Chechen rebel leader Aslan Maskhadov has allegedly accused fellow rebel leaders, including Shamil Basaev, Movladi Udugov, Zelimkhan Yandarbiev and others, of having “led the country to such a mournful finale.” Maskhadov supposedly made this statement in an interview with an underground rebel radio station whose broadcasts are now distributed on audiocassettes around Chechnya. He condemned the rival rebel leaders for having, during the period between the end of the 1994-1996 war and the start ofthe latest conflict in autumn 1999, become “engrossed in the creation of headquarters, fronts, the conducting of congresses rather than strengthening statehood.” At the same time, Maskhadov, who was elected Chechnya’s president in 1997, did not call into doubt the need for armed struggle, complaining only that the disagreements between the rebel leaders had led to defeat in battles with the Russian army (Russian agencies, January 16).
It has been known for some time that there are serious differences between Maskhadov, on the one hand, and Basaev, Udugov and Khattab–the Jordanian or Saudi born field commander–on the other. These contradictions came out into the open between the two military campaigns in Chechnya, and in July 1998 large-scale armed confrontations broke out in Gudermes between Maskhadov’s military units and Islamist fighters, which killed more than fifty people. Maskhadov blamed “Wahhabis” for this violence–using the catch-all term used in Chechnya for Islamic fundamentalists–and began active measures to neutralize them. He issued a decree liquidating the Sharia Guard and a special Islamic battalion, both made up of fundamentalists. He also ordered the deportation of four foreigners from Chechnya for proselytizing on behalf of “Wahhabism.” The fundamentalists in Chechnya, however, were supported by Khattab, Udugov and (partially) Basaev. In August 1998, a month after the internecine battles in Gudermes, Udugov claimed in an interview with the Monitor’s correspondent thatthe term “Wahhabi” was a “canard” put out by Russia’s special services.
Maskhadov’s relations with Khattab, Basaev and Udugov worsened following the August 1999 armed raid into Dagestan, which was organized by Basaev and Khattab and served as one of the main pretexts for the Kremlin’s decision to send troops into Chechnya. Maskhadov at the time publicly condemned the raid. Udugov, on the other hand, supported Khattab’s and Basaev’s actions, claiming that the Chechens had invaded Dagestan to fight “world Zionism” and that their ultimate goal was the “liberation of Jerusalem.” Following the introduction of Russian troops into Chechnya, however, the rival field commanders decided to drop their disagreements and unite against the invaders, just as they had done when Russian troops entered Chechnya in December 1994.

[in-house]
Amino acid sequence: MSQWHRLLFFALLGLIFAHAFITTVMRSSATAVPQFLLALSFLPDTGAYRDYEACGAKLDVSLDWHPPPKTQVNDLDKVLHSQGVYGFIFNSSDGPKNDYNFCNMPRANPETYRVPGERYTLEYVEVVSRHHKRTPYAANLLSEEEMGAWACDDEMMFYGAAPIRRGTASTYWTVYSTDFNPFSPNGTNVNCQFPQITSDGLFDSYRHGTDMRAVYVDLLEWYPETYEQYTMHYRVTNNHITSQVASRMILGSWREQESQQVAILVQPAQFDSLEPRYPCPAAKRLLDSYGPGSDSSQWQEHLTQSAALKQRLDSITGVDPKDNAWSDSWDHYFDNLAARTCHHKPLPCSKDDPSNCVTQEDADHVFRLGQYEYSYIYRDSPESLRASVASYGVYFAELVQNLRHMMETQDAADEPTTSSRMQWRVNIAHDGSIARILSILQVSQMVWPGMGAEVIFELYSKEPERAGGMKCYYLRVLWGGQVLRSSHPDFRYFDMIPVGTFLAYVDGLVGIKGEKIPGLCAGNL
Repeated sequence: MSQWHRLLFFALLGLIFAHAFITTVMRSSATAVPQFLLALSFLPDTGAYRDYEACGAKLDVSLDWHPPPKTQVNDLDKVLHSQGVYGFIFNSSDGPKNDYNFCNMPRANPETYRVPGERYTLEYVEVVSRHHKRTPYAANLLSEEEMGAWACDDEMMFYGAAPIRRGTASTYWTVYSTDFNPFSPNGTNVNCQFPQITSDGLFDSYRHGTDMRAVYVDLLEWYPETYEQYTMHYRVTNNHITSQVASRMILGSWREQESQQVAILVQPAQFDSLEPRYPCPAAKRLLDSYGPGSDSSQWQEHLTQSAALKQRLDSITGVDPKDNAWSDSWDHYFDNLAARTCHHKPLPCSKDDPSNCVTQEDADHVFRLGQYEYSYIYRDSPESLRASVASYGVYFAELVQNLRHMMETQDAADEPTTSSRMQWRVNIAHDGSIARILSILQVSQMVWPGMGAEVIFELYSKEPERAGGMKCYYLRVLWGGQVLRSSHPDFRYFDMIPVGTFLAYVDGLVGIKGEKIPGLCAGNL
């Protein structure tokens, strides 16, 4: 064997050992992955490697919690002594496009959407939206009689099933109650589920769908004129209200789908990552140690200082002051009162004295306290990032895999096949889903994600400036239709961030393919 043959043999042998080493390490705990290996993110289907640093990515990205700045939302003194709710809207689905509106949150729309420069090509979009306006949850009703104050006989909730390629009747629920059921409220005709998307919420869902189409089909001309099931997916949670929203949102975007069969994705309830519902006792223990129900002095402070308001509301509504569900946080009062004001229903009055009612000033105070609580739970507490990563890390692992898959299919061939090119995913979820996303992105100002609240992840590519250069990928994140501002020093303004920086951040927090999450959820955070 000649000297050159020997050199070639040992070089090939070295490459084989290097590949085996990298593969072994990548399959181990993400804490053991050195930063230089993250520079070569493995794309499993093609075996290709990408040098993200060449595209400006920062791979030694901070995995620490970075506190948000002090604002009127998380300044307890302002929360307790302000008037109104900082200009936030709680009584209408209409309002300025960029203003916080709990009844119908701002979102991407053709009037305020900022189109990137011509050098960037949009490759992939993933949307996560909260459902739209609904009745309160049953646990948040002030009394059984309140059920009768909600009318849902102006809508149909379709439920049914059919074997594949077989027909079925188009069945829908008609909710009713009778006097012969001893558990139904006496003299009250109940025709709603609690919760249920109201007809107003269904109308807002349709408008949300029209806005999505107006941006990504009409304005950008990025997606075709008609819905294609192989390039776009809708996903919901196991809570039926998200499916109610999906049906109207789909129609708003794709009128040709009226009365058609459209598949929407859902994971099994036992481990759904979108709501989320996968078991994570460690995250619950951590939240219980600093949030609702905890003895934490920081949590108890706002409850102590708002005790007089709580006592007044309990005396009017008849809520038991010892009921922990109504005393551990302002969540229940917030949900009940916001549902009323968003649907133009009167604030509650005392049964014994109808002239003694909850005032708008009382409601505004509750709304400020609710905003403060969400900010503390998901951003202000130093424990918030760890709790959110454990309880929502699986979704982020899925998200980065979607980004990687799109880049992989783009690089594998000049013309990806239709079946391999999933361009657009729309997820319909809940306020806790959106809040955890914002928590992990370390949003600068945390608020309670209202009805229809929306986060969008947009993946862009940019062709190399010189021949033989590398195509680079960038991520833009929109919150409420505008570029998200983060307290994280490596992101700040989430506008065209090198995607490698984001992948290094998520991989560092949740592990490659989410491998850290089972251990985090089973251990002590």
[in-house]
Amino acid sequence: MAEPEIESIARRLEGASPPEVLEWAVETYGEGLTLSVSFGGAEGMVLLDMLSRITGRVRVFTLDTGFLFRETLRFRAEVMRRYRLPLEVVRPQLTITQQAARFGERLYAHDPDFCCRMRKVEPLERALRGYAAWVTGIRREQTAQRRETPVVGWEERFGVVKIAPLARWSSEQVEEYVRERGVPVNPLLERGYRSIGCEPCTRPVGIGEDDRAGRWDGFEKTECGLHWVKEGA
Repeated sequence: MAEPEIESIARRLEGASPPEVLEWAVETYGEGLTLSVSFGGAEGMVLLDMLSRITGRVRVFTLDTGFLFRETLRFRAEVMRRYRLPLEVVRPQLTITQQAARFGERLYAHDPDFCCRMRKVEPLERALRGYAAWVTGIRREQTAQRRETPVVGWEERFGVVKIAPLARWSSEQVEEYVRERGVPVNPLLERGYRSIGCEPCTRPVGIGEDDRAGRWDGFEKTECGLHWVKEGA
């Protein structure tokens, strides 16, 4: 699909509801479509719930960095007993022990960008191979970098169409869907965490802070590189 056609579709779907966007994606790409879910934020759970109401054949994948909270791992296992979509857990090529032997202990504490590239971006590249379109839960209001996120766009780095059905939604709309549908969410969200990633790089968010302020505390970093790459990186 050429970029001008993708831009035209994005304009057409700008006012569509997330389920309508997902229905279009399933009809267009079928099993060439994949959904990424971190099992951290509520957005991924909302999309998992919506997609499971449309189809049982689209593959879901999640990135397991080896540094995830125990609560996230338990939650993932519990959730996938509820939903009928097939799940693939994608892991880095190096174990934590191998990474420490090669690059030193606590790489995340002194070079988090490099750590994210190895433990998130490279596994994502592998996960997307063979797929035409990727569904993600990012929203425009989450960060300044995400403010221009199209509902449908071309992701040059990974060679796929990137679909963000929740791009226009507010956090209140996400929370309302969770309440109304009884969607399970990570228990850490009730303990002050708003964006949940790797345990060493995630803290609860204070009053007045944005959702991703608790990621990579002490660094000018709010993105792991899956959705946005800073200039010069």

That Maskhadov has criticized his rivals so harshly while the conflict with the federal forces is continuing may mean that their conflict has become very serious indeed. However it is too early to draw definite conclusions. It cannot be ruled out that Maskhadov’s putative demarche was a provocation organized by Russia’s special services. In fact, the Chechen rebels’ Radio Kavkaz denies having interviewed Maskhadov and claims that what is being quoted is an interview he gave in the summer of 2000. Khalid Khamzatov, Radio Kavkaz’s editor, dismissed the whole story involving Maskhadov’s alleged denunciation of his rivals as a propaganda action by Russia’s special services. This view was shared by the rebel military headquarters, which was quoted as saying that the story was simply another episode in the “information war” (Kavkaz.org, January 16).
Russia’s special services have in the past tried to cause splits among the Chechen rebel leaders. Last December, the newspaper Izvestia published an article, apparently inspired by the Russian special services, which claimed that Maskhadov had agreed to stop fighting if he would be allowed to leave for Malaysia, where his family is living.
Meanwhile, Nikolai Britvin, deputy to Viktor Kazantsev, the presidential representative in the Southern federal district, this week accused Maskhadov’s representatives of having derailed negotiations for a possible political settlement to the Chechen conflict. Britvin said that the conditions Maskhadov’s representatives had put forward are “unacceptable.” For his part, Maskhadov’s representative, Akhmed Zakaev, said that the Chechens had not put forward any conditions, that they were ready for negotiations without any conditions and blamed the federal side for the breakdown of the negotiations. Zakaev and Kazantsev met one time last November at Moscow’s Sheremetevo Airport. Britvin did not rule out further meetings, if they are held according to the federal conditions. However, Anatoly Kvashnin, head of the Russian armed forces general staff, declared that “there is no possibility for negotiations with Aslan Maskhadov, Shamil Basaev and Khattab.” The newspaper Kommersant said the new hard line from the Russian side was the result of the latest military “successes” by the federal forces, particularly the recent antiguerrilla operations in Argun (Kommersant, Izvestia.ru, January 15).
U.S. MILITARY SETTLING IN NEAR BISHKEK.